But it may sometimes so happen that the importer may not be able to arrange for transportation of these goods immediately. In such case, the importer may keep the goods in duty-paid warehouses until they are transported. For this facility, the Port Trust Authorities charge a specified rent.
5. Commercial Warehouses : Some individuals or firms get built warehouses to provide storage facilities on rental basis. Such warehouses are constructed at commercial and industrial centres. These warehouses are maintained properly.
Power arrangements are made for the preservation of goods stored there. These warehouses may be insured and are run according to the rules and regulations of the government.
6. Cold Storage Warehouses : Some perishable goods such as vegetable, milk, eggs, fruits, etc. require to be stored for long without getting spoiled.
Cold storage warehouses offer the facility of storing such goods. These warehouses require cold temperature so that perishable goods can be stored long.
7. Co-operative Warehouses : These warehouses are run by co-operative societies to provide warehousing facilities in rural areas. Factories in co-operative sector have their own storage faculty, for instance, most of the sugar factories in Maharashtra have their own storage facilities.
In recent years, the importance of communication in industry has increased on account of the following factors :
1. Large size of organization : Modern organization are large in size and employ a large number of people to realize their objectives. When the number of persons working together is large, cooperation and coordination between them become more difficult.
A formal and effective communication system is required to ensure mutual co-operation and co-ordination.
2. Technological advancement : Rapid changes in technology is a distinctive feature of modern industry. A large enterprise has to adopt latest technology to survive and grow. New technology is generally resisted by the workers.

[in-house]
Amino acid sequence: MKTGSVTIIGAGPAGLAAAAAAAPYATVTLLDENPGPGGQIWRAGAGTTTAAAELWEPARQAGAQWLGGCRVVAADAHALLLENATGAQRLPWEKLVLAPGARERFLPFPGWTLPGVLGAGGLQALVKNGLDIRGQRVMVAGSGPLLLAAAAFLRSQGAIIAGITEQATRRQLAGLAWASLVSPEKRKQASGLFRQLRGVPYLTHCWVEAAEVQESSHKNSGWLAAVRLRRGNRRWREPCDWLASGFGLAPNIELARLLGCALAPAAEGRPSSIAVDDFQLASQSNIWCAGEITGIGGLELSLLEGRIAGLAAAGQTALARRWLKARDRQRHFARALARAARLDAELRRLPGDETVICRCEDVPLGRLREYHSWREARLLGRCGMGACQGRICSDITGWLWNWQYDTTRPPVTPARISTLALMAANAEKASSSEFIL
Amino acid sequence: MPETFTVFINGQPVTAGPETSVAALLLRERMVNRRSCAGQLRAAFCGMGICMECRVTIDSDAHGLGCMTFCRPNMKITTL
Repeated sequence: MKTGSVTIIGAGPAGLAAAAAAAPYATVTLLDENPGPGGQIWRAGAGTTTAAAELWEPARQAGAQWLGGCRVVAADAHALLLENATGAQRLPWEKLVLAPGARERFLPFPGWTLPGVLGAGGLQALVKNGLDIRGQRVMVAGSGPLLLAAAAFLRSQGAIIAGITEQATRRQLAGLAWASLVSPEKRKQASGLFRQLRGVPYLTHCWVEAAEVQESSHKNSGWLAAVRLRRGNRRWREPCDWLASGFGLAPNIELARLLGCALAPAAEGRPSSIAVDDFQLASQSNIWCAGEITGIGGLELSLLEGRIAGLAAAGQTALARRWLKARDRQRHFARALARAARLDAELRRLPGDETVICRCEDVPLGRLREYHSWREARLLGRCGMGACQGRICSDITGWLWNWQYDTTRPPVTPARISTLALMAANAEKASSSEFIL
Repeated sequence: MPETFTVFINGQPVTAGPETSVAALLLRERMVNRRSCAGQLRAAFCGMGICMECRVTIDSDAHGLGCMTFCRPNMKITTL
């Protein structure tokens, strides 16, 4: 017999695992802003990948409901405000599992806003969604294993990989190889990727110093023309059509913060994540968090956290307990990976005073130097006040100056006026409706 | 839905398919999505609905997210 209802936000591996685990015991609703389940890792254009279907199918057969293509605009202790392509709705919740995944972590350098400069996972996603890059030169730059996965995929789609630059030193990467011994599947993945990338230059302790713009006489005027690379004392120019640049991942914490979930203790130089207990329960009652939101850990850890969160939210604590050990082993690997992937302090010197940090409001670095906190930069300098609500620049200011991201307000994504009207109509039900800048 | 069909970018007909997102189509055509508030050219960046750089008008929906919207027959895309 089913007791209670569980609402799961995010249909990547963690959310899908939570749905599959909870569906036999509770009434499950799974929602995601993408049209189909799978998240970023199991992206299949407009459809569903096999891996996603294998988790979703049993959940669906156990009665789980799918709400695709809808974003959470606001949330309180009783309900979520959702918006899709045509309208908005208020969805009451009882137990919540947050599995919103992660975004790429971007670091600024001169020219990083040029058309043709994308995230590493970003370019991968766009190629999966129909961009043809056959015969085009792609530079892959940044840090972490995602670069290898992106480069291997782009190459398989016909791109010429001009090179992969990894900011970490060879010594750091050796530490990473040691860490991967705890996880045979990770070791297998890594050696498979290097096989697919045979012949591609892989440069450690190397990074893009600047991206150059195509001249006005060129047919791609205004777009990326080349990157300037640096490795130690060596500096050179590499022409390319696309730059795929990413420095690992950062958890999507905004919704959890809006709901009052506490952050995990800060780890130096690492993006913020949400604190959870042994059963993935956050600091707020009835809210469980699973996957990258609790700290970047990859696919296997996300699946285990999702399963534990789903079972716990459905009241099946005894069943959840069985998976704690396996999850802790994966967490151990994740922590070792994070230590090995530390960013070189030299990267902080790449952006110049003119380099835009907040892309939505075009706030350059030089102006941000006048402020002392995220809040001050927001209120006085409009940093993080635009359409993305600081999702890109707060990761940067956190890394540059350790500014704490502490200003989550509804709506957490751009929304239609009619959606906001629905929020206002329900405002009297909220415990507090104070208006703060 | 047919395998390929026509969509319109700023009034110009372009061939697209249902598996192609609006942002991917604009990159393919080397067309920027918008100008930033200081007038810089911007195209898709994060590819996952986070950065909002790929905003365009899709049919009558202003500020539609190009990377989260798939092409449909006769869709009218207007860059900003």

A sound system of persuasive and educative communication is required to overcome the resistance to change. With the help of communication, management can remove the misgivings and rumours prevailing among the workers in relation to technological changes.
3. Growth of trade union movement: In almost all the industries, workers have organized themselves into powerful trade unions. In order to ensure industrial peace, management must maintain cordial relations with the trade union leaders.
A two-way communication between management and unions is very helpful in developing mutual understanding and cooperation between the two.
4. Emphasis on human relations : Employer-employees relationship is no longer considered as master-servant relationship. Workers are treated as partners in industry rather than a commodity. Management must understand the needs, aspirations, feelings and value system of employees in order to manage them effectively. Two way communication is a very effective means of understanding and managing human behaviour.
5. Public relations : A modern business enterprise is conscious of its responsibilities to the society. It seeks to create and maintain a favourable image of itself among the various social groups. It can do so by keeping the different segments of society informed about its social obligations.
There is an element of investment in the life insurance, because the amount of the policy is received in both the case i.e., on the death of the insured or at the expiry of the policy. Life insurance is not a contract of indemnity because it is impossible to compensate the deceased policy holder.
Method of obtaining Life Insurance Policy:
1. Proposal form : The prospective policy holder has to fill in this proposal form, necessary information like, name, address, profession, status of health, family history etc. All the material information are disclosed. Insurance is the contract of good faith, so all the statements made must be true and factual.
2. Medical examination : The proposer is medically examined by the doctor of the corporation.
3. Proof of the age : The proposer has to give satisfactory documentary proof of age.
4. Premium : The policy holders have to pay the insurance premium, which may be monthly, quarterly, half-yearly or annually. A grace period of 15 to 30 days is allowed. Premium is payable in advance. If the premium is not paid the policy is cancelled but may be renewed.
5. Risk : After the receipt of the first premium the risk starts and continues, so far the premium are paid on due dates.
6. Acceptance of the proposal : If every thing is satisfactory, the proposal is accepted. Finally insurance policy is sent with all the terms and conditions to the insured.